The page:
I’m delighted to have been formally adopted to stand for re-election as the Conservative candidate for the combined ward of Mount Hermon at the Woking Borough Council elections to be held on Thursday 5th May. The election will be the first under the new boundaries, which have seen the separate seats of Mount Hermon East and Mount Hermon West abolished and replaced with a single three member ward. The boundary review was part of a plan by the Conservative administration to reduce the cost of local government and is expected to save taxpayers around £60,000 per year.
It’s been immensely rewarding to have represented Mount Hermon East for the last six years. Whether it’s been helping to secure better parking enforcement around the station, working with Surrey County Council to deliver traffic calming measures in areas like Park Road and Old Woking Road, working to protect the character of areas like White Rose Lane or the Hockering, or using my position as Chairman of the Licensing Committee to steer through a tougher stance on shops and licensed premises promoting anti-social behaviour, I feel I’ve made a positive impact during my time as a councillor. A particular highlight was successfully campaigning for Second World War veterans of the Arctic Convoys living in the borough to be presented with the prestigious Ushakov Medal in a special ceremony at the civic offices.
Looking ahead, there are a number of important decisions coming up and I would like to continue my good work ensuring that residents’ interests are well represented. I hope to be able to see through improvements and footpath access at the White Rose Lane Nature Reserve, an issue I have been campaigning on for some time. I have also pressed the council and Network Rail to smarten Victoria Arch and am pleased that after years of pressure there is now progress to report. There are further works in the pipeline to improve Woking town centre through the Victoria Square project, and a planned redesign of Woking station to facilitate more frequent commuter services in and out of London. There will also be contentious debates about the level of affordable housing we need in the borough, about how the new Hoe Valley School is to be funded, and whether to go ahead with the redevelopment of Sheerwater.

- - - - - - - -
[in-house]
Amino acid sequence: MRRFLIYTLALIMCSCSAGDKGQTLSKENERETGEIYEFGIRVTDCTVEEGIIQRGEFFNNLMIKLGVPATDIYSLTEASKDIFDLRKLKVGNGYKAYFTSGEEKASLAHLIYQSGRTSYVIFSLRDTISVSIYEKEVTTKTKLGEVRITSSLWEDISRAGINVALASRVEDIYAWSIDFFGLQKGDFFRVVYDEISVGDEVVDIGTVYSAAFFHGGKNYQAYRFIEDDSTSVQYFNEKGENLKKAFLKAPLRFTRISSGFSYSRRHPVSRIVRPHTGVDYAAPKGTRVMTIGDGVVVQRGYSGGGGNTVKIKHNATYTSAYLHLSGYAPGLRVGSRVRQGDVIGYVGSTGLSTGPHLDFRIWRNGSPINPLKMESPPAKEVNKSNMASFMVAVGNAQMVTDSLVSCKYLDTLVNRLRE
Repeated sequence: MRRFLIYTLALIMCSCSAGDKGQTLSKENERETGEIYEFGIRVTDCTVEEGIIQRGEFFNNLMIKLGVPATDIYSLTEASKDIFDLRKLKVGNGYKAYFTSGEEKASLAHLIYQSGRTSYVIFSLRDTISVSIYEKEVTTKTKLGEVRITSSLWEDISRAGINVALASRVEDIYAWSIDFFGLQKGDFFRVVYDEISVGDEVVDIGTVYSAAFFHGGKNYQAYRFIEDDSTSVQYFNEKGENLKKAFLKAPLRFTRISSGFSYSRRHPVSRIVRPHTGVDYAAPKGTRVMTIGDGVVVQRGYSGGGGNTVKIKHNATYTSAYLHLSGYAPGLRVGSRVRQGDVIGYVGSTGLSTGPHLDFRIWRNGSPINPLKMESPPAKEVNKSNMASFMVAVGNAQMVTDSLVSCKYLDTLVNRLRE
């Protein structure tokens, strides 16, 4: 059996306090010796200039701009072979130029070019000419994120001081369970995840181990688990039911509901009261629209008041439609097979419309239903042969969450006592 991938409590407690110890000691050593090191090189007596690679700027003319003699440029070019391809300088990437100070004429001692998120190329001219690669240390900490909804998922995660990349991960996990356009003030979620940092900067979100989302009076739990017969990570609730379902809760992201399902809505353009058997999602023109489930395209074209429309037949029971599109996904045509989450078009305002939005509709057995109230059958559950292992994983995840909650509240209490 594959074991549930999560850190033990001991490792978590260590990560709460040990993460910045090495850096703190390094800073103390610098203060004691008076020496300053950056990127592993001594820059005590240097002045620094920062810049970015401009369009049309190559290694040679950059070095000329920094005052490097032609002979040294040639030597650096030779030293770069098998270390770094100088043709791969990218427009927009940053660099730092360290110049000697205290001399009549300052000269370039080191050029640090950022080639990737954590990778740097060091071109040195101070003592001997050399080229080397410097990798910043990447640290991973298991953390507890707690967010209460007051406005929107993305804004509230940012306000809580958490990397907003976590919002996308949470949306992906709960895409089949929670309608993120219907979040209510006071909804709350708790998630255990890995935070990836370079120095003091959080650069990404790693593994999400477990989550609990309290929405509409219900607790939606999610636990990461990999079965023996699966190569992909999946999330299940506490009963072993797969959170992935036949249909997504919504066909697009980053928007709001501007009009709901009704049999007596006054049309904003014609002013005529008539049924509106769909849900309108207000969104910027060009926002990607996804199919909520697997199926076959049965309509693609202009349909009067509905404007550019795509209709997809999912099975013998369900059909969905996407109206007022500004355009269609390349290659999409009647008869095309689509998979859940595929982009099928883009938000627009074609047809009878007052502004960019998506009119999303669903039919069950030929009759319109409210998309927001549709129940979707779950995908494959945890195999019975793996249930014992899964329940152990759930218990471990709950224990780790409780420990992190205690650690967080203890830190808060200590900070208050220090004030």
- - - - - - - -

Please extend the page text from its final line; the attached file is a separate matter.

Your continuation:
Under the Conservatives, Woking has been transformed, with new shops, restaurants, job opportunities and school provision. It would be an honour if Mount Hermon residents felt able to reward this record and my own hard work by allowing me the privilege of continuing to represent them on the council.